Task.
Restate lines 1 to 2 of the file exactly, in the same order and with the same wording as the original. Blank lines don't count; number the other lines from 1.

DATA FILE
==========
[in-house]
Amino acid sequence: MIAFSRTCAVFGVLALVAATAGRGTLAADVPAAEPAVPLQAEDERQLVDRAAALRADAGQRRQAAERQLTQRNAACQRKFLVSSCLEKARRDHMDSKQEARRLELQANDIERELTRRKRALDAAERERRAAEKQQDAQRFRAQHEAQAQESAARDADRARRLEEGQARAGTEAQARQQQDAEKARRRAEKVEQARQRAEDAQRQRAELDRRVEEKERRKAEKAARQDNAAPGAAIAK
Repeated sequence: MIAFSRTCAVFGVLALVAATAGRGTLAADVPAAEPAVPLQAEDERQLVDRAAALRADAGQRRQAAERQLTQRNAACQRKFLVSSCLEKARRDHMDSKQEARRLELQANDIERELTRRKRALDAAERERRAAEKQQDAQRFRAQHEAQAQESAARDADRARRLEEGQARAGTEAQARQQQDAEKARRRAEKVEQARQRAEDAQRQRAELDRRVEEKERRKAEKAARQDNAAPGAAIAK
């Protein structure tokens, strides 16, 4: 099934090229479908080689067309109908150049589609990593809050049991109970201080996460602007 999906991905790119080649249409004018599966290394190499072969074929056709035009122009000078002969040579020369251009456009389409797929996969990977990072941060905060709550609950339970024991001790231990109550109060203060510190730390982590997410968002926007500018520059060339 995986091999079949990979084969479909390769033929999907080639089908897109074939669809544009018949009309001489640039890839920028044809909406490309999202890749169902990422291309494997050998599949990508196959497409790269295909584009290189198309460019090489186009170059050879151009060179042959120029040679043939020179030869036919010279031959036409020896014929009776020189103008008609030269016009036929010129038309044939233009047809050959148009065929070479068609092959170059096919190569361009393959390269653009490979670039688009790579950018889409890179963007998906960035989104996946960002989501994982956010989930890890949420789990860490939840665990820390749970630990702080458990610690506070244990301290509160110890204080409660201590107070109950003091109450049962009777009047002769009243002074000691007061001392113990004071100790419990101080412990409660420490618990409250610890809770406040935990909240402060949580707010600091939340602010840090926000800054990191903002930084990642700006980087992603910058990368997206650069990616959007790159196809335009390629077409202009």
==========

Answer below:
[in-house]
Amino acid sequence: MIAFSRTCAVFGVLALVAATAGRGTLAADVPAAEPAVPLQAEDERQLVDRAAALRADAGQRRQAAERQLTQRNAACQRKFLVSSCLEKARRDHMDSKQEARRLELQANDIERELTRRKRALDAAERERRAAEKQQDAQRFRAQHEAQAQESAARDADRARRLEEGQARAGTEAQARQQQDAEKARRRAEKVEQARQRAEDAQRQRAELDRRVEEKERRKAEKAARQDNAAPGAAIAK